Direction: Tim Gordon
Circa Theatre; Circa One (Jan 27 – Feb 17)
Tom Scott (cartoonist/humourist/writer) wrote the very successful Daylight Atheist about his father – that was nearly twenty years ago now. And it’s his mother’s turn with Joan – played by mother/daughter combo Ginette McDonald and Kate McGill.
We open with white drapes and a white coffin – a bottle of Jameson’s and two shot glasses on the coffin lid. Joan (McDonald) is speaking in the afterlife, addressing her younger self (McGill) and sharing her story which is bleak – and yet it’s both heartbreaking and hilarious. Put that down to Scott’s sharp writing and McDonald’s wicked way with a line.
Joan’s an Irishwoman, she moves to rural New Zealand with an airman who knocked her up. Most of her children were ‘mistakes’ and they’re not the only ones she made. It’s a tough life and Joan battles through it.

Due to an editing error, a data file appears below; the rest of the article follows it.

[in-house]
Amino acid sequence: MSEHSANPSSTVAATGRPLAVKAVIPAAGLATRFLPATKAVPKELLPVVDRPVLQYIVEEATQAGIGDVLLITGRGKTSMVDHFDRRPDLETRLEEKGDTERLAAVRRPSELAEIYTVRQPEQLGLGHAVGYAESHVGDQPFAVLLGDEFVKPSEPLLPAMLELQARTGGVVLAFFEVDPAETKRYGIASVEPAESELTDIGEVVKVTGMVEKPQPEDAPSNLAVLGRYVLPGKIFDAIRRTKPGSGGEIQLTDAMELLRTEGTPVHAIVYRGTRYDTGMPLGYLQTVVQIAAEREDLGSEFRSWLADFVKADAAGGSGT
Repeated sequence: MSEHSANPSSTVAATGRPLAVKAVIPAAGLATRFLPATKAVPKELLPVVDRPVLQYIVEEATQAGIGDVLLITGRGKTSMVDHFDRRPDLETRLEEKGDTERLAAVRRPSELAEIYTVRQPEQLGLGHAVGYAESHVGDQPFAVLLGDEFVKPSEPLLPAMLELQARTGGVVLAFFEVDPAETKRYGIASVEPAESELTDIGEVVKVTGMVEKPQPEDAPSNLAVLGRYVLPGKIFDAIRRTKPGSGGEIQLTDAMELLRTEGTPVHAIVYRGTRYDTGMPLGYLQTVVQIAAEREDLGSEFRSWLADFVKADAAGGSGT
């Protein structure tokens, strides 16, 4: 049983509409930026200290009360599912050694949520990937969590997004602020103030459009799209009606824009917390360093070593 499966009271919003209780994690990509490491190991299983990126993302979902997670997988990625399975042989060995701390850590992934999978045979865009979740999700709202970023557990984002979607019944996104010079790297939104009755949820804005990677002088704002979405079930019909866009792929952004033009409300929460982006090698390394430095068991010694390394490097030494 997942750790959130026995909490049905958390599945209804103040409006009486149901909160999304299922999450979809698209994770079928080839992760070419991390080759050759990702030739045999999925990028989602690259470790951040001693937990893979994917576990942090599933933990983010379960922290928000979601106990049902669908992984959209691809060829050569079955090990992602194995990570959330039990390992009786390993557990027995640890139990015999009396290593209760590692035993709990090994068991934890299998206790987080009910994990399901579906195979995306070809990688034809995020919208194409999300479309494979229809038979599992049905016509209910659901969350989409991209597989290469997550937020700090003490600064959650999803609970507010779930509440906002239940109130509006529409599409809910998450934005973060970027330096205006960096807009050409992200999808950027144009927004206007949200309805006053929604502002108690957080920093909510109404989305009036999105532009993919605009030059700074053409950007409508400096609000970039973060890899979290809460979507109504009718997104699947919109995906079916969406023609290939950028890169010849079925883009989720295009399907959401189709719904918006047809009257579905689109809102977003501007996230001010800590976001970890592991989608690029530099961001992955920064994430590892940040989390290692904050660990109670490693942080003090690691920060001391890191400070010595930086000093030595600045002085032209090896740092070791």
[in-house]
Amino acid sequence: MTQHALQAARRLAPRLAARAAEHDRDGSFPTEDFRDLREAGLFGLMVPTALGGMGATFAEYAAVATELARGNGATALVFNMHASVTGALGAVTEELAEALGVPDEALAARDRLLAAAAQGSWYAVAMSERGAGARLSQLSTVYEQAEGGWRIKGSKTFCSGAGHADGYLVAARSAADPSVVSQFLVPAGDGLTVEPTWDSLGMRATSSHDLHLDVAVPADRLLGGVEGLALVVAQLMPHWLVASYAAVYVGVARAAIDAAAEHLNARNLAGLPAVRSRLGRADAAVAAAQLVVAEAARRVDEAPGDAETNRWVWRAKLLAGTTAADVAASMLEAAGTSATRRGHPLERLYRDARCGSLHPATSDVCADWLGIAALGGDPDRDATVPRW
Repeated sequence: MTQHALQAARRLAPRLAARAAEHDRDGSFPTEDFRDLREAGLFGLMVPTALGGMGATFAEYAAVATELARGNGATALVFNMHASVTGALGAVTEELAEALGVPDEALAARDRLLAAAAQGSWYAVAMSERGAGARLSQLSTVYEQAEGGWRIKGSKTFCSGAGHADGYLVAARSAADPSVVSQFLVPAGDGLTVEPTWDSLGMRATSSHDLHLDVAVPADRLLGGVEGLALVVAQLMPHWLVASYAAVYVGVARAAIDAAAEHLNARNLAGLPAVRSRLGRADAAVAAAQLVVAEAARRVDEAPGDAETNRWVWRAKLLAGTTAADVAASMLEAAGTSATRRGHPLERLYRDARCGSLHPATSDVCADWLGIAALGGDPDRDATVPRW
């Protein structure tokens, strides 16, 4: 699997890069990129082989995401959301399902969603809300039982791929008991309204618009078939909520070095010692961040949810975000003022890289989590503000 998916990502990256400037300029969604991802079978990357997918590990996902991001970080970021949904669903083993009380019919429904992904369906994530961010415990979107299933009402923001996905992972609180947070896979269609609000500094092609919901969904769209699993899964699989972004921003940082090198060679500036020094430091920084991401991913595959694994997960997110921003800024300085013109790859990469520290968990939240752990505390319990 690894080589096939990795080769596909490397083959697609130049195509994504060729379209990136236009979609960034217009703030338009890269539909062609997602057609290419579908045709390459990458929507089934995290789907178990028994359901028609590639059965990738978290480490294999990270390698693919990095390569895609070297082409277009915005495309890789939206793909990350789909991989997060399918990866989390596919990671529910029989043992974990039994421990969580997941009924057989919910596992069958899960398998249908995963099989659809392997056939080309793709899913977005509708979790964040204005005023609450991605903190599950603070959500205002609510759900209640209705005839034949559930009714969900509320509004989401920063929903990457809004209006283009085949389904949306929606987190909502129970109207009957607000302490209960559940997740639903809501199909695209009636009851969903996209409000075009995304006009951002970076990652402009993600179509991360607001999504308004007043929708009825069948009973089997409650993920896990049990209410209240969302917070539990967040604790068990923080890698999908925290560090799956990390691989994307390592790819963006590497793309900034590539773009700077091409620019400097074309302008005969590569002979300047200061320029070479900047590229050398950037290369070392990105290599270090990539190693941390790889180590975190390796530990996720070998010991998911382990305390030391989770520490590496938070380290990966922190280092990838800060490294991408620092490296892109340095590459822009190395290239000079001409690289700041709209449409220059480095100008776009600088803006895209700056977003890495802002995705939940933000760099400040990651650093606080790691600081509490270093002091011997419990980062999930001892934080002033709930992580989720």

The young Joan (McGill) is optimistic, she’s can-do and does. She works at the factory, raises the children, saves what she can, mends clothes, minds her way.
The older Joan would eventually need to be cared for by these children. She takes up in a granny flat that Tom (or Tommy or Little Tom as he’s referred to here to avoid confusion with Big Tom/Tom Scott Snr) builds onto his family home. Then she’s moved into a care facility.
Joan – deliciously captured by McDonald (in a role she had been informally auditioning for while the real Joan was still alive) has so many wincingly funny lines, but she’s painfully stubborn, she’s possibly an unreliable narrator and most certainly hard to like.
Act two is devastating – brilliant. It’s what lifts this from being a very good play to being truly magnificent, a tour-de-force of acting and writing, the simple set working so perfectly as the spotlight moves between the actors.
Joan might be tough to watch, for some. But it’s never less than riveting. It’s a strong start to the year for Circa Theatre.